The NRA bills itself “the nation’s longest standing civil rights organization.” That’s not exactly how it started.
During the Civil War, Union officers had grown perturbed at the poor marksmanship of their troops. Previously, guns were inaccurate, and target practice a waste of time. Now new technology — breech-loading guns and metal cartridge ammunition — made shooting a prized skill. In 1871, militia and army veterans created a new organization to train American men to shoot safely and accurately: the National Rifle Association....
Between the world wars, the federal government provided 200,000 rifles to NRA members at cost. After the defeat of Japan, with its membership swelled, the NRA began to shift its focus. Its publications dwelled on hunting and sports shooting, not paramilitary activity. The group lobbied, and was based in Washington, DC, but its principal focus was bagging deer, not blocking laws. In the late 1950s, it opened a new headquarters building to house its hundreds of employees. Metal letters spelled out its purpose in 1958: FIREARMS SAFETY EDUCATION, MARKSMANSHIP TRAINING, SHOOTING FOR RECREATION.
The NRA expressed unease with gun laws. But even as its ranks grew, it did not object to the first federal gun control measure, Franklin Roosevelt’s 1934 National Firearms Act, which banned machine guns and sawed-off shotguns. Its chief lobbyist testified before Congress. “I have never believed in the general practice of carrying weapons,” he told a House committee.”… I do not believe in the general promiscuous toting of guns. I think it should be sharply restricted and only under licenses.” A lawmaker asked him whether the proposed law violated any part of the Constitution. The witness responded, “I have not given it any study from that point of view.”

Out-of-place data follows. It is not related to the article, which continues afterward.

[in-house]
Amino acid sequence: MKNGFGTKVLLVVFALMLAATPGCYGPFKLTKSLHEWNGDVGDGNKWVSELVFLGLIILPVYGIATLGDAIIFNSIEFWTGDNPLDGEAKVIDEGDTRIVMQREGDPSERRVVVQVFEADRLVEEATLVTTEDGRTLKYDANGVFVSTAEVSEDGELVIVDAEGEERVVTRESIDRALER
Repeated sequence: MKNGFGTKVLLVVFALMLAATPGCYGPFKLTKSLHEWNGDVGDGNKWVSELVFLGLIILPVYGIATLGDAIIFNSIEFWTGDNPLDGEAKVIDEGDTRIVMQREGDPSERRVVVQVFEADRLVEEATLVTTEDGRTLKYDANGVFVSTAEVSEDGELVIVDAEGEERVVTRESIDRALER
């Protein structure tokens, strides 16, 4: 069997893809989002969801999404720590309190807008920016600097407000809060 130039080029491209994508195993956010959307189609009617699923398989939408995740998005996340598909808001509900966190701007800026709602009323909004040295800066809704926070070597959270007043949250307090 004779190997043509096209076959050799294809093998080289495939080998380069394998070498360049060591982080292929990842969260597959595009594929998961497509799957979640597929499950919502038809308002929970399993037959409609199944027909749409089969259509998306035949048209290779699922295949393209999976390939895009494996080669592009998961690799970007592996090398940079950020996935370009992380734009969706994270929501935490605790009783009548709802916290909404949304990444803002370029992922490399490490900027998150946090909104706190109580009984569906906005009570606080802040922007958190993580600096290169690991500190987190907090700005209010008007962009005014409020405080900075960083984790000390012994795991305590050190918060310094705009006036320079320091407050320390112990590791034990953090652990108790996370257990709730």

Crime remained low, and political violence minimal, in the years of consensus during World War II and the early Cold War. The tumult of the 1960s fractured that calm. Gun violence began to assume the status of a public controversy.